Re: A Teacher Who Changed My Life

Mr Newton, the teacher who treated us as adults

After reading Bill Gate’s note on Mrs Caffiere, I wanted to share my own story about Mr Newton.

I was lucky that my parents decided to have me educated in an openminded school which valued the free thought of its students. Mr Newton was my Year 9 Learning Futures teacher (think of that as Personal Social and Heath Education) who was also one of the Vice Principals in our school. He was tall, skinny, and without a strand of hair on his head. It suited him well, but if it weren’t for his smile, he could seem quite intimidating. When I spoke to my friends about our first impressions of Mr Newton, almost everyone remarked that he would insist students all him by his first name. For our barely teenage minds, this was unfathomable. ‘But he’s older!’ ‘Mr Newton is a teacher!’ ‘We can’t call someone that has authority by their first name, can we?’ It was true, Mr Newton did insist but I think after an attempt or two by the brave, none of us continued.

‘We can’t call someone that has authority by their first name, can we?’

One of my favourite projects during secondary school was an interactive piece of art myself and a few other students created during Learning Futures. Inspired by the notorious Moors murders artwork, we created a transferable mural of Bibi Aisha, the Afghan woman who had her face mutilated by the Taliban. It was time consuming and messy. We spent hours in the art studio cutting fabric, chasing people around with paint for handprints, and sticking it together to hang up on the balcony above the school reception. Thinking back, it was a ridiculous project. I’m still surprised we were allowed to put the piece up on display, in clear eyesight of visitors who came through our doors. Mr Newton encouraged us to spread the message and at times, I think he saw more value in our work than we ever did.

Nobody knew anything about our teachers really. Any glimmer of their lives was through the occasional Facebook photo that popped up after a marriage or staff party. Mr Newton was different. He was open about his past jobs in his home country and in Hong Kong. He talked about being a police officer and his joy from riding motorcycles. Perhaps the most astonishing of all was his use of expletives. He would sometimes swear in class to make a point. We would talk about ridiculous oppressive regimes, the lack of equality regarding gender, race and religion, as well as expletives in the form of art. Mr Newton always prefaced his use of language, and emphasised that when used correctly, swearing can be a valid form of expression too.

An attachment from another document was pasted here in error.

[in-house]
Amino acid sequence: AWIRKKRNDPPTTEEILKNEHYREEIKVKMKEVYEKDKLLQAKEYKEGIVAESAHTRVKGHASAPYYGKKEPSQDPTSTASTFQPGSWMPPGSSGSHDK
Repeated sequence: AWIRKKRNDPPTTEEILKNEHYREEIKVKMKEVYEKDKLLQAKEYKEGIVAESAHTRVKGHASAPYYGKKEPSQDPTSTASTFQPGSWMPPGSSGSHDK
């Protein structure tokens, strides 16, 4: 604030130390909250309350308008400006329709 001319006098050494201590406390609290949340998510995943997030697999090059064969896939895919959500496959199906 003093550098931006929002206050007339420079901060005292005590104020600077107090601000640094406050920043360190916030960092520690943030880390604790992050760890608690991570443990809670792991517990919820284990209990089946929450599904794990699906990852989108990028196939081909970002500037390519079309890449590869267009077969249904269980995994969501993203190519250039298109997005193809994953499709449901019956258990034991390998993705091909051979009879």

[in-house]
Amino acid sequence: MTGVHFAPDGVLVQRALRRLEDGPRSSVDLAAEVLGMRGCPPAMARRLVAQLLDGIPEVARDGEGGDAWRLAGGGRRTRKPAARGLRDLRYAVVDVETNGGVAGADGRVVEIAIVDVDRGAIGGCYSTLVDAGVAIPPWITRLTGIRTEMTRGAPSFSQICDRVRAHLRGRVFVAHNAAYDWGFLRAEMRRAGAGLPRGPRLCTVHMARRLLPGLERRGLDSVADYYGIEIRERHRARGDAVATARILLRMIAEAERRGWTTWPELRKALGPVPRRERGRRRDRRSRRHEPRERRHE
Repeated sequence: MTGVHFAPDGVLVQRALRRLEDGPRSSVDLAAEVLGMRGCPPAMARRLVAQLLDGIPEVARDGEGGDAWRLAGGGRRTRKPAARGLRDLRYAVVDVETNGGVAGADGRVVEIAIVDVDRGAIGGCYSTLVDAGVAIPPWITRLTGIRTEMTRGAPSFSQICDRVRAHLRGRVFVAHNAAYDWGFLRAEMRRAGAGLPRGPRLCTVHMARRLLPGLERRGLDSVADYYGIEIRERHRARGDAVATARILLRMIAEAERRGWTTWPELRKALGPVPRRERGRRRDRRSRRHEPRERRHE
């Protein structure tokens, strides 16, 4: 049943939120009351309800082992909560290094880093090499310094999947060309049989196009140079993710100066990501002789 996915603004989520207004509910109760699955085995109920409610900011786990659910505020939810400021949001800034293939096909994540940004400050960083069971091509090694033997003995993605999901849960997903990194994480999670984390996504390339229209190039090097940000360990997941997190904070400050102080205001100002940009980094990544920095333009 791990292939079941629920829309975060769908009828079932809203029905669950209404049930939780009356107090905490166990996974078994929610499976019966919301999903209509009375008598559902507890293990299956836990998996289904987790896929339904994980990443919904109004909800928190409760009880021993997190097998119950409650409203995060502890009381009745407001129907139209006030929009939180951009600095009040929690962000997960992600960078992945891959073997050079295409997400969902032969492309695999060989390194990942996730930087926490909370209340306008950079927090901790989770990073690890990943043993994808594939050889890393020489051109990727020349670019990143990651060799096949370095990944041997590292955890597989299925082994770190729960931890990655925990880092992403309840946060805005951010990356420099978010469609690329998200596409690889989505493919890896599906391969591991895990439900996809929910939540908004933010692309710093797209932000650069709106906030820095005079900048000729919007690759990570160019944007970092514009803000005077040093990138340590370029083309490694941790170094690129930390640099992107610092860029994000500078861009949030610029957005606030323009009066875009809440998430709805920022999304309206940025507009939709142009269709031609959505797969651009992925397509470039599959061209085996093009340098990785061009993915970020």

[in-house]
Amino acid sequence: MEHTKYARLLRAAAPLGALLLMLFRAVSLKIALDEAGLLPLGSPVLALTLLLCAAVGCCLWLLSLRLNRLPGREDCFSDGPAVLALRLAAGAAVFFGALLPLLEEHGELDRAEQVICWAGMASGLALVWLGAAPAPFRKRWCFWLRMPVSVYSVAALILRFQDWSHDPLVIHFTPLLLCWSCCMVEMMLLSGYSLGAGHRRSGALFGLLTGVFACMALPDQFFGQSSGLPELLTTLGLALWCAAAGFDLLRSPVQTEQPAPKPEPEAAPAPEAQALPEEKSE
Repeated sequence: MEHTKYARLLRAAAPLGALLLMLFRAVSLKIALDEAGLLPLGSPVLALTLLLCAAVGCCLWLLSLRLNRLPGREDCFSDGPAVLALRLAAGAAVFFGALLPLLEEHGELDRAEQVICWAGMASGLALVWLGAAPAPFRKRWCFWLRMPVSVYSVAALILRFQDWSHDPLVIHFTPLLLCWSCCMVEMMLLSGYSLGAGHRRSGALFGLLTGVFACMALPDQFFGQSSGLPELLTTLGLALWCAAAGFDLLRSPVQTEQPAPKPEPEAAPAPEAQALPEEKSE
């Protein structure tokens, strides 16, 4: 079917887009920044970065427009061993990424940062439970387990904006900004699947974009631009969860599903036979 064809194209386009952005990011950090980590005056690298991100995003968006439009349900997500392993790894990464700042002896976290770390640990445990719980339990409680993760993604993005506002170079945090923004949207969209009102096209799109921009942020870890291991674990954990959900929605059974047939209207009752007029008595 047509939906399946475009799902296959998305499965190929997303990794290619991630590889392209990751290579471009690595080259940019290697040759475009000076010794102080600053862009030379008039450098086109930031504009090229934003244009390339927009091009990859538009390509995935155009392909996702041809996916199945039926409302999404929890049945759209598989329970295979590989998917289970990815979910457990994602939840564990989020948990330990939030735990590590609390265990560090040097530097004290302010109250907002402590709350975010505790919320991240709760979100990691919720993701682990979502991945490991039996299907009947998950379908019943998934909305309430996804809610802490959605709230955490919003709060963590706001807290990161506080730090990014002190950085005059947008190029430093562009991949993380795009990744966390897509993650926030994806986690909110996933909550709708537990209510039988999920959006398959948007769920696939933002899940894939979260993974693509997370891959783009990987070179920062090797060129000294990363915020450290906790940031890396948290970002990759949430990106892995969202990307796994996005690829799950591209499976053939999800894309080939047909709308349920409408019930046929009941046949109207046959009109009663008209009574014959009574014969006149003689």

More than that, Mr Newton treated us like adults. Learning Futures was a class were we could have opinions and Mr Newton encouraged us to think. He talked about his view of the world and wanted us to question it. We didn’t have to raise our hand to put forward an opinion — Mr Newton didn’t allow it. As Vice Principal, Mr Newton didn’t have his own classroom so we moved around to whatever was scheduled for the month. Although inconvenient, it fostered an even more dynamic learning environment. Every time we found ourselves in another room, the people we interacted with also changed. It was refreshing for all of us. As a class, we probably put in more effort in Learning Futures than any graded course we actually had to take.

In Mr Newton’s class, I found myself more willing to express my ideas. I even stayed after class to follow up on a few tangent queries that I didn’t want to disturb the whole class with. In his classroom, my shy outershell slowly chipped away. I began to realise that my opinions were of value and should be taken seriously, regardless of my age. It was really in that year that I raised my hand in other classes more. Who cares if I made a mistake? The teachers at my school were nice enough not to embarrass you in class even if you did. I only had my dignity to lose and I hadn’t created much for myself anyways. During that year and for the remainder of my time in secondary school, it became irrelevant what my age or gender was. If I had a question, I would ask it until I got a satisfactory answer.

As an adult, it’s something that even now, I still forget occassionally. There’s less room for mistakes and more social cost to asking ‘silly questions’. Finding the right balance between what to ask, when to ask, and how to ask is something you’re expected to master when you’re out in the working work. Whilst it is tough, I’ve learnt over the years that the only unforgivable question is an unanswered one. Sure, it takes more effort now to craft a polite email asking about a topic that I couldn’t find in the textbook that my professor has read but the only person who will lose out if I don’t ask the question is me. Ask enough questions, listen to more answers, and soon enough, you will get the answer you deserve.

The school administration changed shortly after Year 9. Sadly, Mr Newton, along with many members of staff, left before my class graduated. It was no surprise for senior students who knew of the bonds and curricula that longer standing staff members built over years.

When I did finally graduate, I decided to send Mr Newton a message over Facebook (we became friends when he left) to thank him for what he taught me. I wish I knew him well enough to ask to meet for a coffee and thank him personally, but that kind of conversational, networking ‘sophistication’ wouldn’t come to me until my senior years. Being put in Mr Newton’s class was one of the luckiest things that happened during my time in school. Many of the opportunities I later reached out for stemmed directly from his class. As I slowly built up the courage to raise my hand, my voice grew with it; and as my voice began to be heard I keep going for as long as I can. Life is too damn short not to put yourself out there, so take a hit once in a while and enjoy it while it lasts.